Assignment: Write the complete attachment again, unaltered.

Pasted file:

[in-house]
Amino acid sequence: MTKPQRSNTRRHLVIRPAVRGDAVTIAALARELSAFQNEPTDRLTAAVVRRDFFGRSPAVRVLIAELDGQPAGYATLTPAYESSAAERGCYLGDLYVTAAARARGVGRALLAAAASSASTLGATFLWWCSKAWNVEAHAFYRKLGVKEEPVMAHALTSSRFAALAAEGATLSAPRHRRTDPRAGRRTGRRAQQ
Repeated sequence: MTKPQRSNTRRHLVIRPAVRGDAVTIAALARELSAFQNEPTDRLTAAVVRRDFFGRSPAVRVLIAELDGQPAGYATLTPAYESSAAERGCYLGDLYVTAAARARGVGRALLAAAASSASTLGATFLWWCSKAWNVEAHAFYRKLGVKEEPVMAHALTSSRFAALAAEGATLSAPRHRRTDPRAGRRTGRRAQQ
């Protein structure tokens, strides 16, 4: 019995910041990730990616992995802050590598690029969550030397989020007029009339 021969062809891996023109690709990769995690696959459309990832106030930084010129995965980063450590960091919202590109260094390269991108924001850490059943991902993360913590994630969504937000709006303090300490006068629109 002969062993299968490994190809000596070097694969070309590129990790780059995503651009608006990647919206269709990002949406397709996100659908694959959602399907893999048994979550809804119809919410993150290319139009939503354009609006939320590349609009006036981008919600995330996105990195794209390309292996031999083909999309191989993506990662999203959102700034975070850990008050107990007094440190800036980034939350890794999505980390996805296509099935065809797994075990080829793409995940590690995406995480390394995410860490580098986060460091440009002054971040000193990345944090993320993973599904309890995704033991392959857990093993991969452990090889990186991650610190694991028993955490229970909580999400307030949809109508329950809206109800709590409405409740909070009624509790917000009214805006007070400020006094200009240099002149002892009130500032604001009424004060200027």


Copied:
[in-house]
Amino acid sequence: MTKPQRSNTRRHLVIRPAVRGDAVTIAALARELSAFQNEPTDRLTAAVVRRDFFGRSPAVRVLIAELDGQPAGYATLTPAYESSAAERGCYLGDLYVTAAARARGVGRALLAAAASSASTLGATFLWWCSKAWNVEAHAFYRKLGVKEEPVMAHALTSSRFAALAAEGATLSAPRHRRTDPRAGRRTGRRAQQ
Repeated sequence: MTKPQRSNTRRHLVIRPAVRGDAVTIAALARELSAFQNEPTDRLTAAVVRRDFFGRSPAVRVLIAELDGQPAGYATLTPAYESSAAERGCYLGDLYVTAAARARGVGRALLAAAASSASTLGATFLWWCSKAWNVEAHAFYRKLGVKEEPVMAHALTSSRFAALAAEGATLSAPRHRRTDPRAGRRTGRRAQQ
């Protein structure tokens, strides 16, 4: 019995910041990730990616992995802050590598690029969550030397989020007029009339 021969062809891996023109690709990769995690696959459309990832106030930084010129995965980063450590960091919202590109260094390269991108924001850490059943991902993360913590994630969504937000709006303090300490006068629109 002969062993299968490994190809000596070097694969070309590129990790780059995503651009608006990647919206269709990002949406397709996100659908694959959602399907893999048994979550809804119809919410993150290319139009939503354009609006939320590349609009006036981008919600995330996105990195794209390309292996031999083909999309191989993506990662999203959102700034975070850990008050107990007094440190800036980034939350890794999505980390996805296509099935065809797994075990080829793409995940590690995406995480390394995410860490580098986060460091440009002054971040000193990345944090993320993973599904309890995704033991392959857990093993991969452990090889990186991650610190694991028993955490229970909580999400307030949809109508329950809206109800709590409405409740909070009624509790917000009214805006007070400020006094200009240099002149002892009130500032604001009424004060200027």